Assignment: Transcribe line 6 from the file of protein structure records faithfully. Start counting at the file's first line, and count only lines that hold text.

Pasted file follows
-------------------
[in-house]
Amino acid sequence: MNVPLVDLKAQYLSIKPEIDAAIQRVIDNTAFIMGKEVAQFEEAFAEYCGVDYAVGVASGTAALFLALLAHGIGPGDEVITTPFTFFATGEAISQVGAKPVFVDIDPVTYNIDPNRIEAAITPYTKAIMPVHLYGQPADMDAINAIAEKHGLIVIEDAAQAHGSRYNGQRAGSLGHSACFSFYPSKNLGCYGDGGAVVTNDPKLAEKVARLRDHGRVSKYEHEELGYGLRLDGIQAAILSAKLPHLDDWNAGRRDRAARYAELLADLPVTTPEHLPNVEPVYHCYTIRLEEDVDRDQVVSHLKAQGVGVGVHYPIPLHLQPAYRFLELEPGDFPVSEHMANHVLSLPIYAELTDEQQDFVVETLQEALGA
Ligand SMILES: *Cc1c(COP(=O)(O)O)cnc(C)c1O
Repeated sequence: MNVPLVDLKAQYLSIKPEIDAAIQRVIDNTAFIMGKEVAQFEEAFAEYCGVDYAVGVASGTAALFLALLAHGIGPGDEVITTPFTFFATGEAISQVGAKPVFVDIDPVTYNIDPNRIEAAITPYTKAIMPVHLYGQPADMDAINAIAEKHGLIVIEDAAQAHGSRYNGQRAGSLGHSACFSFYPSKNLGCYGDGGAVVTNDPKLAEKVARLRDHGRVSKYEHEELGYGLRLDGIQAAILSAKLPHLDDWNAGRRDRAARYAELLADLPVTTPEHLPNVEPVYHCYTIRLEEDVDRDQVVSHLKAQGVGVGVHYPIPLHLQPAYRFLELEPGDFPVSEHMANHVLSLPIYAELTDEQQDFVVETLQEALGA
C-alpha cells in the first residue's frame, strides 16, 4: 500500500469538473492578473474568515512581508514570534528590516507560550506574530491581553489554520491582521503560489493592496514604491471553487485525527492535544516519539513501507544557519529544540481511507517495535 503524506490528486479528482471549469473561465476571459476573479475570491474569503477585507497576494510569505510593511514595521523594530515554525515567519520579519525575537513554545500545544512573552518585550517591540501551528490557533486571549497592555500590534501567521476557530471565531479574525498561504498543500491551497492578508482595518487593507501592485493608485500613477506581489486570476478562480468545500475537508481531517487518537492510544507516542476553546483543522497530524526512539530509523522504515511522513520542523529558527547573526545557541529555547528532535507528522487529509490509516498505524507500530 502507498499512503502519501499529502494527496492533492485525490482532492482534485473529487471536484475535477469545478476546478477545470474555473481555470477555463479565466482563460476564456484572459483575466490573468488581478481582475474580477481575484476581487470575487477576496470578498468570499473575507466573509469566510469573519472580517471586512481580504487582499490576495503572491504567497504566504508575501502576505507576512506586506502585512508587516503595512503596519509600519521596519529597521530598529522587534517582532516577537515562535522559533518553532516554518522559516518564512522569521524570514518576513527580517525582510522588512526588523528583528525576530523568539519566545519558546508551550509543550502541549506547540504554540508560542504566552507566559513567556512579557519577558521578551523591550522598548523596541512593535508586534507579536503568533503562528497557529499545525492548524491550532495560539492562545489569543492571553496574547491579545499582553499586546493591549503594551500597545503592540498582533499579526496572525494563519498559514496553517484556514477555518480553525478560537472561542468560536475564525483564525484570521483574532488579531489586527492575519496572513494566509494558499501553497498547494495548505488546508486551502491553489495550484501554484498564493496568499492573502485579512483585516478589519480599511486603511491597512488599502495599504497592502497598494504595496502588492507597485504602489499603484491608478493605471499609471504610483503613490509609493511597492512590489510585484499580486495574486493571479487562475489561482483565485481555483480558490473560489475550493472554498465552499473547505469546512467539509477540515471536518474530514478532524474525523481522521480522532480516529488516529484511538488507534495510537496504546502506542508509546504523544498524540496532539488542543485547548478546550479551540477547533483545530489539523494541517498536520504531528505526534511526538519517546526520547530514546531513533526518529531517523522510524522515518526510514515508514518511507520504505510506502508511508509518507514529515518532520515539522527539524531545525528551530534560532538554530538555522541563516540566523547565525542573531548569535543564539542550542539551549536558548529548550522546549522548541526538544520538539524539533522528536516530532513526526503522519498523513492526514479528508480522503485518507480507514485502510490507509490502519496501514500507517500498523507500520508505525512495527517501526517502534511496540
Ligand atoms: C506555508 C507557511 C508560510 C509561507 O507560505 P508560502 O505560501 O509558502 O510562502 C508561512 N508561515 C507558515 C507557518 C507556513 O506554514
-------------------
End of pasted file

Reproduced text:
Ligand atoms: C506555508 C507557511 C508560510 C509561507 O507560505 P508560502 O505560501 O509558502 O510562502 C508561512 N508561515 C507558515 C507557518 C507556513 O506554514